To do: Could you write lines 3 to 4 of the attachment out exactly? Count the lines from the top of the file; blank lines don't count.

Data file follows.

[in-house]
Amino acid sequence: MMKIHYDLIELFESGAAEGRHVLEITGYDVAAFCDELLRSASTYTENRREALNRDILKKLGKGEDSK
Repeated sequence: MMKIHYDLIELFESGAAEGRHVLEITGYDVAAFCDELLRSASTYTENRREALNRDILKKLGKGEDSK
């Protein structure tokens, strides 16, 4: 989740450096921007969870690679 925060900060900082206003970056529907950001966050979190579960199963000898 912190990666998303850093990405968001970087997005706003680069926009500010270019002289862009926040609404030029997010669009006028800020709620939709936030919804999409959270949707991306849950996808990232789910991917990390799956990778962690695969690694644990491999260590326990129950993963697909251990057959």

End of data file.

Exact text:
Repeated sequence: MMKIHYDLIELFESGAAEGRHVLEITGYDVAAFCDELLRSASTYTENRREALNRDILKKLGKGEDSK
């Protein structure tokens, strides 16, 4: 989740450096921007969870690679 925060900060900082206003970056529907950001966050979190579960199963000898 912190990666998303850093990405968001970087997005706003680069926009500010270019002289862009926040609404030029997010669009006028800020709620939709936030919804999409959270949707991306849950996808990232789910991917990390799956990778962690695969690694644990491999260590326990129950993963697909251990057959």